Sally Ride was the first American woman in space. She made her journey into history on June 18, 1983. Throughout her life, Dr. Ride broke barriers and worked to ensure that girls and women were encouraged to do the same.
Sally Kristen Ride was born on May 26, 1951, in Encino, California to Carol Joyce and Dale Burdell Ride. Growing up, Sally and her sister were encouraged to follow their individual interests and they had a happy, loving home.
As a child, Ride was an avid tennis player and had dreams of becoming a professional. She began playing tennis at age 10, and subsequently won a scholarship to the Westlake School for Girls in Los Angeles. While in her teens, Ride was ranked in the top 20 nationally on the junior tennis circuit. After graduating from high school, she attended Swarthmore College in Pennsylvania. During her sophomore year, she left Swarthmore to pursue a career in tennis. After three months she determined that college was a better option for her, and enrolled at Stanford University. In 1973, she received a Bachelor of Science in physics and a Bachelor of Arts in English. She continued at Stanford, earning her Master of Science and doctorate degrees in physics in 1975 and 1978.
In 1977, Ride answered a newspaper ad placed by the National Aeronautics and Space Administration (NASA). Realizing that technological and scientific skills were as important to the future of the Space Program as good pilots, NASA began a search for young scientists to serve as "mission specialists" on future space flights. Ride was one of only 5 women selected for NASA’s class of ’78. Her natural athletic ability was an incredible asset as she trained with NASA in 1977. Parachute jumping and water survival training accompanied her technical and scientific instruction.
Ride was one of five crew members aboard the space shuttle Challenger STS-7. On June 18, 1983, she became the first American woman in space and the youngest American in space at that time. The mission took one week to complete. Before her launch, Dr. Ride was interviewed several times about her preparation for going into space. Among questions about her training, she was also asked questions about how space was going to affect her ability to reproduce, and what kind of makeup she was going to take on the mission. She handled the questions with grace and later said, “It’s too bad this is such a big deal. It’s too bad our society isn’t further along.”
During the mission, Ride was the flight engineer. She launched two communication satellites and operated the shuttle’s mechanical arm as well as conducted experiments. During a 2008 interview, Ride recalled, “On launch day, there was so much excitement and so much happening around us in crew quarters, even on the way to the launch pad, I didn’t really think about it that much at the time—but I came to appreciate what an honor it was to be selected to be the first to get a chance to go into space."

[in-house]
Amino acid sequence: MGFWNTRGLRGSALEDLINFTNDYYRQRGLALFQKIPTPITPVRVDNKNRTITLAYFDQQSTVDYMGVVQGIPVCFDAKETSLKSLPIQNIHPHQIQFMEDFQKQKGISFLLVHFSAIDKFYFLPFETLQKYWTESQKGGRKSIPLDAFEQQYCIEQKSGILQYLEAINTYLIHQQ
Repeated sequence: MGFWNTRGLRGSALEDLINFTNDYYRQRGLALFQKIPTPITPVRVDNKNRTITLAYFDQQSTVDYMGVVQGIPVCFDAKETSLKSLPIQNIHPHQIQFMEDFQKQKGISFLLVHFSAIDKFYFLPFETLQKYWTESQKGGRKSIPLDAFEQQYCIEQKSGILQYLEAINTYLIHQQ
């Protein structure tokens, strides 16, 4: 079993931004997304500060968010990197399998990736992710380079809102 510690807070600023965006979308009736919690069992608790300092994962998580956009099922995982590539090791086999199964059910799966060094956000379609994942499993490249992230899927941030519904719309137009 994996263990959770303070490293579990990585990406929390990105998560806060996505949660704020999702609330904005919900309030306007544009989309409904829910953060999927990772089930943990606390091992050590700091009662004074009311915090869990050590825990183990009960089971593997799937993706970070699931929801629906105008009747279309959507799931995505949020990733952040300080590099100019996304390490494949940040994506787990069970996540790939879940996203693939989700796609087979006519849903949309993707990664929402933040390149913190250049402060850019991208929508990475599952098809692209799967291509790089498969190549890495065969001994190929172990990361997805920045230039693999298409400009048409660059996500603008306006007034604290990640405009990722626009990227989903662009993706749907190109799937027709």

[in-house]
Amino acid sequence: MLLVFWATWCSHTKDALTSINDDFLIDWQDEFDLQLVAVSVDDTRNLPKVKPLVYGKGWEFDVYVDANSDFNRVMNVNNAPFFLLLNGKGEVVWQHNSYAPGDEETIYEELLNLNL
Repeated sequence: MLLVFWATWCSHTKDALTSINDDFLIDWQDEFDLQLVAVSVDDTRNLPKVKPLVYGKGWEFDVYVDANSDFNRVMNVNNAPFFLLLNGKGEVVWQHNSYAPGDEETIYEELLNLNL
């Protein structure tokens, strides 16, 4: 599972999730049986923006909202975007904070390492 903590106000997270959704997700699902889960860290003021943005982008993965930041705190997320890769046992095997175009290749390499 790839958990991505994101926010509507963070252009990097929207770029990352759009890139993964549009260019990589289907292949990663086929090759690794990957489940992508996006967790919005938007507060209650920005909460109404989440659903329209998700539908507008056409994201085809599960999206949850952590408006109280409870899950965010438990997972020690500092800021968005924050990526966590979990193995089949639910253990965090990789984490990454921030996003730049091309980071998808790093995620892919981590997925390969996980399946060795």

On October 5, 1984, Ride went on another shuttle mission- the STS-41G. She spent eight days conducting scientific observations of the Earth. She also worked on refueling techniques for shuttles. After her second mission, Ride worked on investigating the 1986 Challenger accident. After the investigation, she took the role of special assistant to the NASA administrator for long range and strategic planning.
Ride served as the Director of the California Space Science Institute, a research institute of the University of California. She also worked as a physicist and physics professor at the University of California, San Diego. Ride was a member of the President's Committee of Advisors on Science and Technology and served on the Advisory Board of the National Women's History Museum.
She passed away on July 23, 2012 after a 17-month battle with pancreatic cancer. She was 61. During her life, Ride kept her personal life private. She married fellow astronaut Steve Hawley in 1982, but they divorced in 1987. After her passing, Tam O’Shaughnessy opened up about their 27-year relationship. They met as children while competing in tennis competitions, remained close friends, and the friendship blossomed into love. Ride and O’Shaughnessy were open about their relationship as partners and as business partners, especially toward the end of Ride’s life. Not only is Ride the first American woman in space, she is also the first acknowledged gay astronaut. In 2013, President Obama posthumously honored Ride with a Presidential Medal of Freedom, and O’Shaughnessy accepted the award.
Dr. Sally Ride was passionate about improving science education and helping young women and girls foster an interest in science. One of her endeavors was Imaginary Lines, which supports girls interested in math, science, and technology. She also wrote seven children’s books with space exploration themes. She and O’Shaughnessy established Sally Ride Science, a nonprofit organization that encourages children from all backgrounds to take an interest in science, technology, engineering and math (STEM). Even after her death, Sally Ride’s legacy inspires people to reach for the stars.
Sherr, Lynn. Sally Ride: America’s First Woman in Space. Simon and Schuster, 2015.
Wiscombe, Janet. “COVER STORY : Private Property : Ask Sally Ride About Her Research. Or Her Program to Revolutionize Science Education in America. But Skip the Queries on the Glory of Space Travel, and Don’t Even Think About Anything Personal.” Los Angeles Times, August 29, 1999.
APA: Anderson, A. (2018, August 16). Sally Ride. Retrieved from https://www.womenshistory.org/education-resources/biographies/sally-ride
MLA: Anderson, Ashlee. Sally Ride. 16 Aug. 2018, www.womenshistory.org/education-resources/biographies/sally-ride.
Chicago: Anderson, Ashlee. "Sally Ride." August 16, 2018. https://www.womenshistory.org/education-resources/biographies/sally-ride.